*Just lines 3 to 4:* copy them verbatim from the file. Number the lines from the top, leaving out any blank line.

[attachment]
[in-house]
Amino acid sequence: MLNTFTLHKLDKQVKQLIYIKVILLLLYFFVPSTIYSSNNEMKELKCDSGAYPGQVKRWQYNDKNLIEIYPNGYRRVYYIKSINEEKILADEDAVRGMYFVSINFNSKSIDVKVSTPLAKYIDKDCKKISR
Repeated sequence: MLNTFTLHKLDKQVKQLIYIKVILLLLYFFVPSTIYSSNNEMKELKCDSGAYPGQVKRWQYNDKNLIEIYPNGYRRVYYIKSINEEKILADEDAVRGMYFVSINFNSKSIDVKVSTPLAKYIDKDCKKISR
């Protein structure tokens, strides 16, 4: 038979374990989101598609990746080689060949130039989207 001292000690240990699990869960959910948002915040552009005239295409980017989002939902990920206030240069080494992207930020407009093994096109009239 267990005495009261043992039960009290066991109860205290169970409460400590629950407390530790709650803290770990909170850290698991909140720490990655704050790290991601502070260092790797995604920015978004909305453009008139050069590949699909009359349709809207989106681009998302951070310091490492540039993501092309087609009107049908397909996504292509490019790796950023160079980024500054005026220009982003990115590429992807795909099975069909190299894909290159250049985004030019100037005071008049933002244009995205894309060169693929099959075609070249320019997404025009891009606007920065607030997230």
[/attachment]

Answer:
Repeated sequence: MLNTFTLHKLDKQVKQLIYIKVILLLLYFFVPSTIYSSNNEMKELKCDSGAYPGQVKRWQYNDKNLIEIYPNGYRRVYYIKSINEEKILADEDAVRGMYFVSINFNSKSIDVKVSTPLAKYIDKDCKKISR
């Protein structure tokens, strides 16, 4: 038979374990989101598609990746080689060949130039989207 001292000690240990699990869960959910948002915040552009005239295409980017989002939902990920206030240069080494992207930020407009093994096109009239 267990005495009261043992039960009290066991109860205290169970409460400590629950407390530790709650803290770990909170850290698991909140720490990655704050790290991601502070260092790797995604920015978004909305453009008139050069590949699909009359349709809207989106681009998302951070310091490492540039993501092309087609009107049908397909996504292509490019790796950023160079980024500054005026220009982003990115590429992807795909099975069909190299894909290159250049985004030019100037005071008049933002244009995205894309060169693929099959075609070249320019997404025009891009606007920065607030997230």